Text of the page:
A long weekend awaits us before the showdown on Monday and Tuesday, when Parliament will be called to a confidence vote on the statements of Prime Minister Giuseppe Conte after the opening of the government crisis triggered by Renzi’s exit from the ruling coalition. The premier has ruled out wanting to surrender without a fight and will involve the Chambers with a decisive vote for the future of his executive.
In the meantime, this sort of psycho-war continues with the hunt by the M5S and PD for some “responsible” MPs to replace the votes of Italia Viva in Parliament. Especially in Palazzo Madama, where the 18 senators from the group of the former Florence mayor embody a formidable blackmail power over the future of the M5S-PD ruling coalition. For this reason, in the premier’s calculations, Italia Viva’s MPs must be neutralized at all costs: the former allies seem in fact willing to definitively close with Renzi, consequently putting out of play also the solution of a Cabinet reshuffle that all things considered could have represented the easiest way out of the crisis.
Waiting for the parties to take note of the fact that perhaps, at present, there are no power balances other than those of the outgoing ruling majority, the hypothesis of an M5S-PD-LEU alliance backed by the “responsible” MPs takes off. Notwithstanding the Head of State’s worries about governments that survive only thanks to the votes of a few but well positioned “defectors”, and without wishing to consider its implication for the control of some of the most important parliamentary committees. Furthermore, should it succeed (the majority must draw at least 11 senators from the opposition), it would be difficult to deny that this experiment did not somehow resurrect a certain type of management of parliamentary balances of power that was quite widespread at the time of Italy’s often criticized First Republic. And it is perhaps also for this reason that among the ranks of the 5-Stars there are those who are already working to ensure that the boarding of those “responsible” MPs does not coincide with a further watering down of the already washed-out M5S political programs.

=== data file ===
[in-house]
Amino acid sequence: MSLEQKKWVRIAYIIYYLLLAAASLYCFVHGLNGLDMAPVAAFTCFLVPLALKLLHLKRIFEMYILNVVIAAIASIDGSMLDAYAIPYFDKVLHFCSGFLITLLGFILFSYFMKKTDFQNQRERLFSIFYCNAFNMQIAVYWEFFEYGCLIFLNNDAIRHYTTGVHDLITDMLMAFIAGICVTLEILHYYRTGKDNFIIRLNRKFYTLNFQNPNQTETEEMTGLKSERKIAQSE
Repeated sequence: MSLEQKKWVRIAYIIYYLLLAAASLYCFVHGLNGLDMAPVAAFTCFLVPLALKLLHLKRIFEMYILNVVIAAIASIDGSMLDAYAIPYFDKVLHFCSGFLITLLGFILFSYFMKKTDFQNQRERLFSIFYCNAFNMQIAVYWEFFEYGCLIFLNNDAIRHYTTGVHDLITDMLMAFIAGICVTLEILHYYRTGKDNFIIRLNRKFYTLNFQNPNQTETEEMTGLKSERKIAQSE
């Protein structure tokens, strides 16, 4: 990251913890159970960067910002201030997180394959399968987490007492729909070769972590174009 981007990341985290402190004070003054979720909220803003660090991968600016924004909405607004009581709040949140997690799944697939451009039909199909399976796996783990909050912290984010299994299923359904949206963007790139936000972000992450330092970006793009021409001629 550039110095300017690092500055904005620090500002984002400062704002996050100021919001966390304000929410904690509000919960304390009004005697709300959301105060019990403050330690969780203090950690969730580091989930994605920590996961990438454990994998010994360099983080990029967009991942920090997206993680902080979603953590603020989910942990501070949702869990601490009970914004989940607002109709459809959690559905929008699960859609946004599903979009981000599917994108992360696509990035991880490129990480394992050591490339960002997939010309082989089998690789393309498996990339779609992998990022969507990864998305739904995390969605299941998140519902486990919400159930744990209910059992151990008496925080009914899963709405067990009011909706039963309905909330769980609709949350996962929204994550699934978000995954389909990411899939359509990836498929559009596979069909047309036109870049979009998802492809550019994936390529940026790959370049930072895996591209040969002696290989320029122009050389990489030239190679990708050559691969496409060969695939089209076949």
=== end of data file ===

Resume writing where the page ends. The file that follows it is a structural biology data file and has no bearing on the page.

Thus, for the moment, all the other potential ways out of the puzzle take second place. Starting with the change of prime minister to preserve the same ruling coalition. A very difficult option to digest especially for the M5S, perfectly aware that Conte remains the only leader capable of avoiding the pulverization of its parliamentary groups and averting the feared haemorrhage of votes and elected. At this stage, the Democratic Party also recognizes the tactical centrality of the head of government to uphold the current majority, despite of the many criticisms addressed to him and the missteps he collected especially in the last four months.
In the background remains the solution of the technical government, the ultima ratio regum before returning to polls that could only be activated in the face of the complete failure of any attempt to put together the pieces of the current ruling majority. The Head of State Sergio Mattarella could use it by calling at Palazzo Chigi a super partes figure capable of gathering consensus in most of the parliamentary arc (therefore not Conte) in order to avoid the traumatic end of the legislature. Early elections scenario is in fact the least likely and at the same time the most feared.
For the implications related to restarting the electoral machine in full pandemic, as well as for the self-preservation instinct of the many MPs (over half of the current elected officials) who could not return to the Chambers due to the referendum approved in September. After all, seen from the eyes of the current M5S-PD coalition, early voting would risk handing Parliament and with it the government of Italy to the center-right opposition.